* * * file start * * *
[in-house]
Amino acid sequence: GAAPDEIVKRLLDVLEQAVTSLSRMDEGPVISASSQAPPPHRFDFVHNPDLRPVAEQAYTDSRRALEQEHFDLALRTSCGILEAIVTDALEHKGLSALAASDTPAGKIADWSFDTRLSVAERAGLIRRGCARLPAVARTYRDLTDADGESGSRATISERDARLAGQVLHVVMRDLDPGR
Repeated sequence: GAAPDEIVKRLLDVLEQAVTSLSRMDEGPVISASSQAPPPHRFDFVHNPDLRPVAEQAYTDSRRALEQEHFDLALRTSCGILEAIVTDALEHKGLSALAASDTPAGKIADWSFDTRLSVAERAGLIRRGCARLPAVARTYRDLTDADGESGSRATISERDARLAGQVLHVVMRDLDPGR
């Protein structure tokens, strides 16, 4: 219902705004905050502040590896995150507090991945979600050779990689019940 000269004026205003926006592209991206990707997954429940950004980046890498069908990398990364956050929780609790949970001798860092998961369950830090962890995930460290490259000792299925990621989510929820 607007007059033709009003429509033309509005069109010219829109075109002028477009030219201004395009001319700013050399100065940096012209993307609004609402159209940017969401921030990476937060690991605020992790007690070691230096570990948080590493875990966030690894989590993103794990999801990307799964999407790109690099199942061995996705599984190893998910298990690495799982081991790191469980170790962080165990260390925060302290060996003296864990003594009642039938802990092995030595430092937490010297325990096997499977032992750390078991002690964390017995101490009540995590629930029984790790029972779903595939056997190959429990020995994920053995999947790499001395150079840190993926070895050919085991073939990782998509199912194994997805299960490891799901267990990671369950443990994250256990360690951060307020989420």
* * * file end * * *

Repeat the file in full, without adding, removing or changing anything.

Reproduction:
[in-house]
Amino acid sequence: GAAPDEIVKRLLDVLEQAVTSLSRMDEGPVISASSQAPPPHRFDFVHNPDLRPVAEQAYTDSRRALEQEHFDLALRTSCGILEAIVTDALEHKGLSALAASDTPAGKIADWSFDTRLSVAERAGLIRRGCARLPAVARTYRDLTDADGESGSRATISERDARLAGQVLHVVMRDLDPGR
Repeated sequence: GAAPDEIVKRLLDVLEQAVTSLSRMDEGPVISASSQAPPPHRFDFVHNPDLRPVAEQAYTDSRRALEQEHFDLALRTSCGILEAIVTDALEHKGLSALAASDTPAGKIADWSFDTRLSVAERAGLIRRGCARLPAVARTYRDLTDADGESGSRATISERDARLAGQVLHVVMRDLDPGR
């Protein structure tokens, strides 16, 4: 219902705004905050502040590896995150507090991945979600050779990689019940 000269004026205003926006592209991206990707997954429940950004980046890498069908990398990364956050929780609790949970001798860092998961369950830090962890995930460290490259000792299925990621989510929820 607007007059033709009003429509033309509005069109010219829109075109002028477009030219201004395009001319700013050399100065940096012209993307609004609402159209940017969401921030990476937060690991605020992790007690070691230096570990948080590493875990966030690894989590993103794990999801990307799964999407790109690099199942061995996705599984190893998910298990690495799982081991790191469980170790962080165990260390925060302290060996003296864990003594009642039938802990092995030595430092937490010297325990096997499977032992750390078991002690964390017995101490009540995590629930029984790790029972779903595939056997190959429990020995994920053995999947790499001395150079840190993926070895050919085991073939990782998509199912194994997805299960490891799901267990990671369950443990994250256990360690951060307020989420």